Indeed, the impact of an appearance would be difficult to match even with multiple promo slots elsewhere. After Beyonce's appearance duetting with Burke on the 2008 finale, her song "Listen" jumped 60-8 on the singles chart (29,000 in sales, according to the OCC), "If I Were a Boy" rose 9-4 (47,000), and "Single Ladies (Put a Ring on It)" climbed 24-20 (15,000). On the albums chart, "I Am ... Sasha Fierce" (RCA) had the biggest sales increase that week, moving 24-9 on sales of 102,500.
"It has the ability to marry celebrity and musical ability into an incredibly compelling cocktail for sales. Beyonce's appearance is the perfect example," Fleckenstein says. "For the right artist, when we can book the show is often a factor of when we release our album in the market. That alone speaks volumes of its importance and dominance."
Even artists that don't appear on the show can receive a huge boost if contestants cover one of their songs. Cowell chose Leonard Cohen's "Hallelujah" for the 2008 winner's song, and Burke's recording has sold 1.1 million copies, according to the OCC.
Rak Sanghvi, managing director at Sony/ATV Music Publishing (U.K.), says Cowell's selection of the Sony/ATV copyright was a "lovely surprise," adding that there have also been "favorable noises about a number of our writers and a number of our songs" for Burke's debut album, due this fall.
And, indeed, one of the best ways to guarantee an "X Factor" appearance is by graduating from its ranks. Lewis' second album, "Echo," is due Nov. 16, and it's likely she and Burke will return to the show. JLS is hoping to get a chance to perform its second single, "Everybody in Love" (Epic, Nov. 2), following a U.K. No. I with its debut, "Beat Again."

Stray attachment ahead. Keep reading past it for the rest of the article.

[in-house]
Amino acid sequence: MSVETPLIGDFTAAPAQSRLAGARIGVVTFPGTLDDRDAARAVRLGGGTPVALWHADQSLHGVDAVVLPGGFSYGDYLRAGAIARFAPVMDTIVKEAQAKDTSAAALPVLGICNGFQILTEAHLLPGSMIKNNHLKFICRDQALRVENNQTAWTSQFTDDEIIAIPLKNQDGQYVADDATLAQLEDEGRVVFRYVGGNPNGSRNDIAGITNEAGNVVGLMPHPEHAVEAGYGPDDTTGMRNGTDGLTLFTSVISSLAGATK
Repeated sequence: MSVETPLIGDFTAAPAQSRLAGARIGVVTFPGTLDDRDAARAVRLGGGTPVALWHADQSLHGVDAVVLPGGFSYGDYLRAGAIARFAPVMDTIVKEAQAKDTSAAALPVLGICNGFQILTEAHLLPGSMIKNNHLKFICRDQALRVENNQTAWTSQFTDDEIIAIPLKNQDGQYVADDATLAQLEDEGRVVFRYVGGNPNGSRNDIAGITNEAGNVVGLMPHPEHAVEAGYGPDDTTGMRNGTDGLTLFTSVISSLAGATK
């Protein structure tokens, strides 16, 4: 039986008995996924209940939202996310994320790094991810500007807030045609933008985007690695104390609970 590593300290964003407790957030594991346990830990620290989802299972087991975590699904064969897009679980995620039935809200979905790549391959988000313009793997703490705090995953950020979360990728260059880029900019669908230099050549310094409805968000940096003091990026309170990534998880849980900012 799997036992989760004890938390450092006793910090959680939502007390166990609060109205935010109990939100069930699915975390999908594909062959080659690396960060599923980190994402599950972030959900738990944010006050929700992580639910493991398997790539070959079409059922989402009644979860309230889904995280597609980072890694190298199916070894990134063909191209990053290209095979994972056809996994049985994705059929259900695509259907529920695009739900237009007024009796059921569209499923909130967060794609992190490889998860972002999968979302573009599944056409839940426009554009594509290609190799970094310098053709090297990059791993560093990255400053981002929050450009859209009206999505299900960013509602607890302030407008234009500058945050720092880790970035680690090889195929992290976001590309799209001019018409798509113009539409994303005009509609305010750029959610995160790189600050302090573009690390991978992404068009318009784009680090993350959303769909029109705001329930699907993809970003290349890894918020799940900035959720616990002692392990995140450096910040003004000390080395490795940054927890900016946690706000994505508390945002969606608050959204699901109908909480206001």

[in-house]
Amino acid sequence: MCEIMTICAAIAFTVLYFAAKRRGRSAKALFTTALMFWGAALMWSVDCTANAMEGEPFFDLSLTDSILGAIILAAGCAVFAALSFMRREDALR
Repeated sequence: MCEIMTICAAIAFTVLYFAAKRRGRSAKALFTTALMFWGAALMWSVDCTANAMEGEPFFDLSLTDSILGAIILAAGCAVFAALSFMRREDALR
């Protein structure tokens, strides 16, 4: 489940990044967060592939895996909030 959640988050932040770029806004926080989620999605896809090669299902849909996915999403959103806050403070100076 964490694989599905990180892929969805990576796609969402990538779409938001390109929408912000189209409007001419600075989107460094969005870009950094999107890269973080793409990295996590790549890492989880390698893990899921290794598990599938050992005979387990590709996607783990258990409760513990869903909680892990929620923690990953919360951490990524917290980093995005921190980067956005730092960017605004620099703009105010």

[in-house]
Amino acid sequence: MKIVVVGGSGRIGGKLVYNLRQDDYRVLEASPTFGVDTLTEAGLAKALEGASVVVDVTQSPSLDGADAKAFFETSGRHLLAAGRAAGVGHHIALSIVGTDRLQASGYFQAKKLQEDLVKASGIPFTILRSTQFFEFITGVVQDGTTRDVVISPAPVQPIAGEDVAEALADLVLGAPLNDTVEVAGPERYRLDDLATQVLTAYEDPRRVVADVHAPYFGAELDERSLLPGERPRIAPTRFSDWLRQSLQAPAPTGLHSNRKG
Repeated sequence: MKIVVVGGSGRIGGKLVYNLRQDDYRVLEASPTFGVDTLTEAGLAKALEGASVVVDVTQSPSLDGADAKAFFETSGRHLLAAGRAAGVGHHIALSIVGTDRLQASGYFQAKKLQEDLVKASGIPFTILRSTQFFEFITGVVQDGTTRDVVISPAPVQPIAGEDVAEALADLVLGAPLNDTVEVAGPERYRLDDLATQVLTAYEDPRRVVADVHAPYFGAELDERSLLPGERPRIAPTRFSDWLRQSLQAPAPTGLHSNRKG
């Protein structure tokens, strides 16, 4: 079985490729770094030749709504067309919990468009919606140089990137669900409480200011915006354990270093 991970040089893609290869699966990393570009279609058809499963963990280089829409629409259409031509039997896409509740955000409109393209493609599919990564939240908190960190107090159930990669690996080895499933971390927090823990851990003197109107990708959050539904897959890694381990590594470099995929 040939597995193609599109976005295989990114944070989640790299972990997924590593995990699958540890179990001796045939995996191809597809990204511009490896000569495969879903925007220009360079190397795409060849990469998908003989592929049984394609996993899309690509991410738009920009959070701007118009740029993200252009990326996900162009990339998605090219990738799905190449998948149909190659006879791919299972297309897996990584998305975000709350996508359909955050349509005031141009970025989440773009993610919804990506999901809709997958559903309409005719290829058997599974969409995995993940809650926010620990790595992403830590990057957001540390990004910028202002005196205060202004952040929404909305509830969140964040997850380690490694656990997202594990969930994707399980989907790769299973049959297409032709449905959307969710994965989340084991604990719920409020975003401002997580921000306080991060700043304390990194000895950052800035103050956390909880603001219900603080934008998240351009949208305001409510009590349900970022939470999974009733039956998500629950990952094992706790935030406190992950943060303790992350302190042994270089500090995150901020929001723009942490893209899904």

"It was a fantastic platform for us. We'd love to go back and show our gratitude," JLS member Jonathan "JB" Gill says.
It's also a big show in several other countries--the format has been sold around the world since its U.K. launch in 2004. As with "American Idol," Cowell is at the center of the show as a judge and executive producer--although in the case of "The X Factor" it's also his creation. Max Clifford, Cowell's personal spokesman, says the executive has "shown that he's got the Midas touch."
We turned to these 10 industry experts to determine the best ways to promote music in the United Kingdom.
KATE ETTERIDGE ACCOUNT MANAGER, LD COMMUNICATIONS ldcommunications.co.uk
SNOWY EVERITT DIRECTOR, THINK ESPIONAGE thinkespionage.com
SIMON FORBES PRODUCT MANAGER, ATLANTIC RECORDS U.K. atlanticrecords.co.uk
CHRIS GOODMAN MUSIC DIRECTOR, OUTSIDE ORGANISATION outside-org.co.uk
CHRIS LATHAM HEAD OF PUBLICITY, RCA U.K. sonymusic.com
KEVIN McCABE VP OF PROMOTIONS AND PRESS, PARLOPHONE emi.com
DAVE SHACK VP OF INTERNATIONAL, SONY MUSIC U.K. sonymusic.com
PHOEBE SINCLAIR DIRECTOR OF PRESS, VIRGIN RECORDS U.K. emi.com
PAUL SMERNICKI HEAD OF DIGITAL, POLYDOR RECORDS umusic.com
TIM SMITH MANAGING DIRECTOR, IMAGEM MUSIC imagem-music.com
Paine, Andre. "'X' marks the spot: if there's only one U.K. TV show to book, make it 'The X Factor'." Billboard 26 Sept. 2009: 24. General OneFile. Web. 10 Nov. 2009.